Jack E. Dixon, HHMI vice president and chief scientific officer, and HHMI scientific review board member Gregory A. Petsko of Brandeis University have been elected to the American Philosophical Society, the oldest learned society in the United States.
An eminent scholarly organization, the American Philosophical Society was founded in 1743 by Benjamin Franklin to promote useful knowledge in the sciences and humanities. It carries out that mandate by supporting excellence in scholarly research, professional meetings, publications, library resources, and community outreach. The Society has played an important role in American cultural and intellectual life for more than 250 years.
The American Philosophical Society’s current activities reflect the founder’s spirit of inquiry, provide a forum for the free exchange of ideas, and convey the conviction of its members that intellectual inquiry and critical thought are inherently in the public interest.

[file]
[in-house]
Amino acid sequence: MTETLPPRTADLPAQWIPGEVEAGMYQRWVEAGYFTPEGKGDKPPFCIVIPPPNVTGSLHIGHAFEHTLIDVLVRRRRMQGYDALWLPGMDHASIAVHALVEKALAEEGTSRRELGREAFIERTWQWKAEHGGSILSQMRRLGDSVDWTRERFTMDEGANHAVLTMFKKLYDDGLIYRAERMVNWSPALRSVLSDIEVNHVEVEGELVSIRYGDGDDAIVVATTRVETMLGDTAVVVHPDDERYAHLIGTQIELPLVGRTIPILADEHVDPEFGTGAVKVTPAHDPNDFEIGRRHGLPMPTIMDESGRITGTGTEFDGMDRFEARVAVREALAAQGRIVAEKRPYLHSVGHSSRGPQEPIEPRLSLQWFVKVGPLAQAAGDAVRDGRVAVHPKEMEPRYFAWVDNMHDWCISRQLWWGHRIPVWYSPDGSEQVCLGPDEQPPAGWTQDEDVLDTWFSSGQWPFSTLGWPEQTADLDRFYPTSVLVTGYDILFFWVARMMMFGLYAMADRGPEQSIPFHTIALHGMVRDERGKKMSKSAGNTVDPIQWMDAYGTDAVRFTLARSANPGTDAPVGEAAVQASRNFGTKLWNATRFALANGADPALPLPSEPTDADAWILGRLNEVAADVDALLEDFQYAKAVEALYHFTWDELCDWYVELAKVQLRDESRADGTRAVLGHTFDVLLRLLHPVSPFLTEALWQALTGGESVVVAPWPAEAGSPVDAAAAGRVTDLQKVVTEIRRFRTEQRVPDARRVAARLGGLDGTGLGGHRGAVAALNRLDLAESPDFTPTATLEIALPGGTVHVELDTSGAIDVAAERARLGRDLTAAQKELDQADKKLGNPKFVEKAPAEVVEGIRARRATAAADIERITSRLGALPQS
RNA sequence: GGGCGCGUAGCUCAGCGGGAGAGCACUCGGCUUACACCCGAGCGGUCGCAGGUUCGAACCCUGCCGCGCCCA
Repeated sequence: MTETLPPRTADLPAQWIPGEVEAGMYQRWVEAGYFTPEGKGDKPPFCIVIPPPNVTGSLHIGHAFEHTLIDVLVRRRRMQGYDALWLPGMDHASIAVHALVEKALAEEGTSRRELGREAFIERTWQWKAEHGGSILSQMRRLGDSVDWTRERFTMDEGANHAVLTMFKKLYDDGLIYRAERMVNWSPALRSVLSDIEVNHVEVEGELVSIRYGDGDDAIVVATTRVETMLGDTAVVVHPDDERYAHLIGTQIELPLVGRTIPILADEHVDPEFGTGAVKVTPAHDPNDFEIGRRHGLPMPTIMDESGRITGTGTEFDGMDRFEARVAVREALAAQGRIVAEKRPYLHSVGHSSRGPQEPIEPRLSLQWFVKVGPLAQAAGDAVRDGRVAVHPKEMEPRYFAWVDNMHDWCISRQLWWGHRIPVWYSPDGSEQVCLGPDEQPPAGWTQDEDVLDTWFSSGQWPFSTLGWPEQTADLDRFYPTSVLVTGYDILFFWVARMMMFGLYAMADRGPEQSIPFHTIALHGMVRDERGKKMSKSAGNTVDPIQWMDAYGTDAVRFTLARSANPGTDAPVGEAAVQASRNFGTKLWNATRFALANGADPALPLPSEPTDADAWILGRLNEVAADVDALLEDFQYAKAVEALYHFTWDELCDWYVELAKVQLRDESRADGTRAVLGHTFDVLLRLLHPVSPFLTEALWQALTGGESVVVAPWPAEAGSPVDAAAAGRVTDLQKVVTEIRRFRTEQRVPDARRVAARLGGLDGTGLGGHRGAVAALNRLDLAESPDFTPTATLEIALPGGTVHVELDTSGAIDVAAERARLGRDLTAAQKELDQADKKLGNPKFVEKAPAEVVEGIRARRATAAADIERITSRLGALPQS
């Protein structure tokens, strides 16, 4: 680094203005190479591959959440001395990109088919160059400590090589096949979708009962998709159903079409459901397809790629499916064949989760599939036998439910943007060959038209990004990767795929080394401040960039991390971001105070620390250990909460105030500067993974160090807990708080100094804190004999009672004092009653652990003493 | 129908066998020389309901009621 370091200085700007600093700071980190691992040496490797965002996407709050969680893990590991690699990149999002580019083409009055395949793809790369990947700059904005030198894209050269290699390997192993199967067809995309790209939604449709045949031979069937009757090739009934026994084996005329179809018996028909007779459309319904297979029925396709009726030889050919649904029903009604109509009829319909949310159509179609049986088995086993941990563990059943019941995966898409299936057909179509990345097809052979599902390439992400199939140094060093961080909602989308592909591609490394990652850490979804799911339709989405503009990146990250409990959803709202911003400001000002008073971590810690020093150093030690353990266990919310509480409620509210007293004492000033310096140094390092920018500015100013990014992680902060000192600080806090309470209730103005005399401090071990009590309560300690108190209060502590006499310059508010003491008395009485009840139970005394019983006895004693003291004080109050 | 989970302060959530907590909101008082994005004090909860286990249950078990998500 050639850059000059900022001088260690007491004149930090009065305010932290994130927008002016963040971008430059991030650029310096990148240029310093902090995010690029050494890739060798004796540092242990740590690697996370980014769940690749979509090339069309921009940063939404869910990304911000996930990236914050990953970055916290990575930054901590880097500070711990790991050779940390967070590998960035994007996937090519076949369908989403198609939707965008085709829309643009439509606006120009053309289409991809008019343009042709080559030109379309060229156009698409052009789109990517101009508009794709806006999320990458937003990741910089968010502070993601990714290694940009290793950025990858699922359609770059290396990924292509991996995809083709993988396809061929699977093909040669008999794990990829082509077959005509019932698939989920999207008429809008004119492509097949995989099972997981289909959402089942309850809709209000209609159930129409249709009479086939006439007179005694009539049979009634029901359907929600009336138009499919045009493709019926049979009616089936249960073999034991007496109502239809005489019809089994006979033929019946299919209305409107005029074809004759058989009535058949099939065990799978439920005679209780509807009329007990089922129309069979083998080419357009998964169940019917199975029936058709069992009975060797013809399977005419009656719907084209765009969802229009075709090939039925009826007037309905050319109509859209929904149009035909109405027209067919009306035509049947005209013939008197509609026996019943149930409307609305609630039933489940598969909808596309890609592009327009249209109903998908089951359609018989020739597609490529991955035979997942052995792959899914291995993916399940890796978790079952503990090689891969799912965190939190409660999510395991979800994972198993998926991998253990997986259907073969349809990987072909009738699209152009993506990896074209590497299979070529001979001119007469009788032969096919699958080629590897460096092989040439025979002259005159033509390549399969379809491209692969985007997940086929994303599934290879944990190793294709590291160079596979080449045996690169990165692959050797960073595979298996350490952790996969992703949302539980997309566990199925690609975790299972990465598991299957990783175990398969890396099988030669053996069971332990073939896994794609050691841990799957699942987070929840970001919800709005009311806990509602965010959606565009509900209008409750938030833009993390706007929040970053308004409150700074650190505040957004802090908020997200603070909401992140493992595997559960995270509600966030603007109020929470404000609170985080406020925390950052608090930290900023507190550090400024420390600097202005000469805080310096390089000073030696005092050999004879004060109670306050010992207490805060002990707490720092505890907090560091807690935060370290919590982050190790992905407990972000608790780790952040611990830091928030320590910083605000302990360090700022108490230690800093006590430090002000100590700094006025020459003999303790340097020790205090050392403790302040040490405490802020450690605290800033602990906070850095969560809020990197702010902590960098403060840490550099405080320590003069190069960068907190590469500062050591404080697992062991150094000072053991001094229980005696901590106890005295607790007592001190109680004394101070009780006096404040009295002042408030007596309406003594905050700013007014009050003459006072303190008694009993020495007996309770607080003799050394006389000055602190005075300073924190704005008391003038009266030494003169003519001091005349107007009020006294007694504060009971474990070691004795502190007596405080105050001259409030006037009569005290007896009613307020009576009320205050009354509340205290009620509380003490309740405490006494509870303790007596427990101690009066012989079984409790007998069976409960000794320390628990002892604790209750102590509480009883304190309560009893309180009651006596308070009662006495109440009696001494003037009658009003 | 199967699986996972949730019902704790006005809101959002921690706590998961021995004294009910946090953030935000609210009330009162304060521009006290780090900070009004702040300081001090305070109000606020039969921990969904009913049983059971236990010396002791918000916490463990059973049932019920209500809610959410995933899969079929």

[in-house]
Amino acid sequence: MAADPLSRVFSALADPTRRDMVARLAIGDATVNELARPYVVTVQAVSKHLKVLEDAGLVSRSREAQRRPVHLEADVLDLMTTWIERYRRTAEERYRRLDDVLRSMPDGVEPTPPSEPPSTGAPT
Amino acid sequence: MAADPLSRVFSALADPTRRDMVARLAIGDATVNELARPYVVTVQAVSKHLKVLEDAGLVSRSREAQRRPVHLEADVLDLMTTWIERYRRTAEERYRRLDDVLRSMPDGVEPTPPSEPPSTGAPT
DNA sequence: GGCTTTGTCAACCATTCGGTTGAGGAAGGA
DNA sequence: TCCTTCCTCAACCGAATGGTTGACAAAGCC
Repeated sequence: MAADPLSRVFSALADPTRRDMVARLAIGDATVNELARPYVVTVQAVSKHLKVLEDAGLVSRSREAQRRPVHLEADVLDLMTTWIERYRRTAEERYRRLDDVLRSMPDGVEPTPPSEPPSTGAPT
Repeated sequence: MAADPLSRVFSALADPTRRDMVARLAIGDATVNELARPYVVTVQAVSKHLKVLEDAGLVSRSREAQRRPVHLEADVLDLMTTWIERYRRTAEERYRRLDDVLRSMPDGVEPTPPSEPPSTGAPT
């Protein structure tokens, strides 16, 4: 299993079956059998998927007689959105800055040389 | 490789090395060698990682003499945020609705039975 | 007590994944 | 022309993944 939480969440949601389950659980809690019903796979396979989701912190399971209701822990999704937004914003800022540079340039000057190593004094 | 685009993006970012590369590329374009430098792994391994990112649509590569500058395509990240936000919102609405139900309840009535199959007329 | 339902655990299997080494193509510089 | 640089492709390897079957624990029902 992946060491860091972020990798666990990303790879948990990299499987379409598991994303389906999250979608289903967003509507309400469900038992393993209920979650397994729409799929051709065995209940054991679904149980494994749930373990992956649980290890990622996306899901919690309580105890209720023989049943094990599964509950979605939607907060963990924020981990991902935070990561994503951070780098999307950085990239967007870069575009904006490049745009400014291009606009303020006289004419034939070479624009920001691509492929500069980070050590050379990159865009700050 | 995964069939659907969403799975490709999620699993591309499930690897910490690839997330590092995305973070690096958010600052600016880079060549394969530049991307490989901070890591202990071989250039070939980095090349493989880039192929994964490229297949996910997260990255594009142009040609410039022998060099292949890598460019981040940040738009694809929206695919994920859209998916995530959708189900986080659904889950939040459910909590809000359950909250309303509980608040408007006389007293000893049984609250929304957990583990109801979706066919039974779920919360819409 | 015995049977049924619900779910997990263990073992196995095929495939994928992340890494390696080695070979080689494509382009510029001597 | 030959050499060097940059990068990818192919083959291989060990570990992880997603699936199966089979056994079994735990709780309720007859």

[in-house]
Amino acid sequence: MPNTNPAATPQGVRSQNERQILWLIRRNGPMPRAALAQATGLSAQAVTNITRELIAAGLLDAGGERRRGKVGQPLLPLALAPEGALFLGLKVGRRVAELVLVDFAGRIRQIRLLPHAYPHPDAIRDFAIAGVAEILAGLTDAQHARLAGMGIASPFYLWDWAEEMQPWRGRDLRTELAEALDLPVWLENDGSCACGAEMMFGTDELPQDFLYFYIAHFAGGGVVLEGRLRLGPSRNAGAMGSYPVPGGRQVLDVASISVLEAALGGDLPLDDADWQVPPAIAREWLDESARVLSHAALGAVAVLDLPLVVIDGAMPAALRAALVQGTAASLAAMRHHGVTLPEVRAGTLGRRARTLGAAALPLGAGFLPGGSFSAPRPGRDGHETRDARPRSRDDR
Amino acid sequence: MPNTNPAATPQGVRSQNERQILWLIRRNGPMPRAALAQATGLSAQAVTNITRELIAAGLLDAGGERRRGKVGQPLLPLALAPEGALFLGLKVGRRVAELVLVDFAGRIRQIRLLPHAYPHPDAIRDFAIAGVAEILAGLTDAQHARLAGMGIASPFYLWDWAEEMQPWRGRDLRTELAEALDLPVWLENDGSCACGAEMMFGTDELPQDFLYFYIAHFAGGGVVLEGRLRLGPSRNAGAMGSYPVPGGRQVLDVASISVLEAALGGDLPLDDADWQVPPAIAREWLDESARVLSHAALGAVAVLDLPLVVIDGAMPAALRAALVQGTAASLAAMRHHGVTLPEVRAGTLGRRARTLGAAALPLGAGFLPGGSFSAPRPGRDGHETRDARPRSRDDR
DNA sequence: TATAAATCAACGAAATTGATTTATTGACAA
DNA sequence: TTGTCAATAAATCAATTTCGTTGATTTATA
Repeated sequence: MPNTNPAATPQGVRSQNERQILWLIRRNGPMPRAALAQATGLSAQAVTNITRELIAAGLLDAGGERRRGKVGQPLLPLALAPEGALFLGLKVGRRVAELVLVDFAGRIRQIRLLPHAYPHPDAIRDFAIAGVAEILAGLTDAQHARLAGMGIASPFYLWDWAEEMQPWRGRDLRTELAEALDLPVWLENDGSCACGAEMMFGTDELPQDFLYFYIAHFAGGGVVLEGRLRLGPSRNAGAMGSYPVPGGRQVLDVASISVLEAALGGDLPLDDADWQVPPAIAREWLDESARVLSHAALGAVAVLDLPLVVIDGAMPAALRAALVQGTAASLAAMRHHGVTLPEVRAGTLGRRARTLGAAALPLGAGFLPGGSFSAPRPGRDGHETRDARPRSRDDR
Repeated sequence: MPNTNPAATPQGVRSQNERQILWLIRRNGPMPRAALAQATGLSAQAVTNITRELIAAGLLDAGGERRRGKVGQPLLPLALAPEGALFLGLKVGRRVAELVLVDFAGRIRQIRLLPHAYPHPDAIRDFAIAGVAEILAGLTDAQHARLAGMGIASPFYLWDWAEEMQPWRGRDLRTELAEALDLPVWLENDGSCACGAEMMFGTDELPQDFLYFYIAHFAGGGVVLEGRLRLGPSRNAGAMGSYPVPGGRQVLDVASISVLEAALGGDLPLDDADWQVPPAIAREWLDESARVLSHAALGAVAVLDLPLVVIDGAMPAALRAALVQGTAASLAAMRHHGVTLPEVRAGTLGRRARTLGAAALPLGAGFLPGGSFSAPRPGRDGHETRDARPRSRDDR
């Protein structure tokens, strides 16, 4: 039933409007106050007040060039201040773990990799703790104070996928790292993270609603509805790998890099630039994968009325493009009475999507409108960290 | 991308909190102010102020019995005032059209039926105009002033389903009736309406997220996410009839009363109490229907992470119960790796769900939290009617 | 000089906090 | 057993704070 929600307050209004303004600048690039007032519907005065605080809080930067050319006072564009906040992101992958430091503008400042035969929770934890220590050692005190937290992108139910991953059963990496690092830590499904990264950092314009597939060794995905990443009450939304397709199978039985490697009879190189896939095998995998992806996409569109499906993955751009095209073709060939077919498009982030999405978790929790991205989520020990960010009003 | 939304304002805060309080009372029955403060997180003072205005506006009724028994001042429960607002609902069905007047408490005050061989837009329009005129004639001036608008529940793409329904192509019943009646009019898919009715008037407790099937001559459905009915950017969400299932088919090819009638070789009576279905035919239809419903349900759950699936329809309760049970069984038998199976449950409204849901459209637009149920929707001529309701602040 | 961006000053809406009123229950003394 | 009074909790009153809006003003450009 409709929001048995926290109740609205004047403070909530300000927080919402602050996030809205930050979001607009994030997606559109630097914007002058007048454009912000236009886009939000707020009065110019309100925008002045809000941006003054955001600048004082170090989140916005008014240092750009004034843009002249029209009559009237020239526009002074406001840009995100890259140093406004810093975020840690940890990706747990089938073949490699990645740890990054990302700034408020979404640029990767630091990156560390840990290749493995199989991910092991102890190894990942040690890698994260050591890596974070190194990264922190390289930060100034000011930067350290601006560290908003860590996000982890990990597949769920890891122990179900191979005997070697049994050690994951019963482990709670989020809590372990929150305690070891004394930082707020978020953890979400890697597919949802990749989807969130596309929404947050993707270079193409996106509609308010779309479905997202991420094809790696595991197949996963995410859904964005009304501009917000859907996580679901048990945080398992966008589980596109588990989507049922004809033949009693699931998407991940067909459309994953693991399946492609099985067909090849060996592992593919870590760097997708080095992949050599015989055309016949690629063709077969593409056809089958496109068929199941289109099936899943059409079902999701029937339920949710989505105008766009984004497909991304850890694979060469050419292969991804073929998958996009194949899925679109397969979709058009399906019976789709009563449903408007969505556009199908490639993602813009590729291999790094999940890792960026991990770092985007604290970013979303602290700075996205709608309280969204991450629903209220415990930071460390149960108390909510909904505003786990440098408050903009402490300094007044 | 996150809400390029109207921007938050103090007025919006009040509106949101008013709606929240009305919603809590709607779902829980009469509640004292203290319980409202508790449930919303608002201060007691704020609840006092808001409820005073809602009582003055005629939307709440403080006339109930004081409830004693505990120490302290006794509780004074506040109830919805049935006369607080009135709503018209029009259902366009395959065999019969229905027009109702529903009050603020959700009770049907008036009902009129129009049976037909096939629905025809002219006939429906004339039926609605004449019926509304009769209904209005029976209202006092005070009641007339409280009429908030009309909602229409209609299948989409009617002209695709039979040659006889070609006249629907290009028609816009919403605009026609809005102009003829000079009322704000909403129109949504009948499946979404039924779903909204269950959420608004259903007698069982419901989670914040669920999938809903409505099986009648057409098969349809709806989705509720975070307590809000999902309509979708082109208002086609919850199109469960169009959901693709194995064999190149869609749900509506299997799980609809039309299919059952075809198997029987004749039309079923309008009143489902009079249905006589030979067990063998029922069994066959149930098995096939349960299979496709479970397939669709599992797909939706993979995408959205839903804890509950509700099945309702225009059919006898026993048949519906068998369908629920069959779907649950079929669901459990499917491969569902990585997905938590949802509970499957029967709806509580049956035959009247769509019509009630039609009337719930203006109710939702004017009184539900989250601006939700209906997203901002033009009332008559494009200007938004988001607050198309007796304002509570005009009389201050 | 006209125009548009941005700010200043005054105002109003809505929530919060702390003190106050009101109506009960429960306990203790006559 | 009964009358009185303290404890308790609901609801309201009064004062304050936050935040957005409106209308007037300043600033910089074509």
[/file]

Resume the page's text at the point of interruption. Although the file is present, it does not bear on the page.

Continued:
Early members of the Society included George Washington, John Adams, Thomas Jefferson, Thomas Paine, James Madison, and John Marshall. In the nineteenth century, John James Audubon, Robert Fulton, Charles Darwin, Thomas Edison, and Louis Pasteur were among those elected. Albert Einstein, Robert Frost, and George Marshall hint at the scientific, humanistic, and public accomplishments of twentieth-century members.
Today the Society has 1001 elected members, 833 resident members and 168 international members from more than two dozen foreign countries.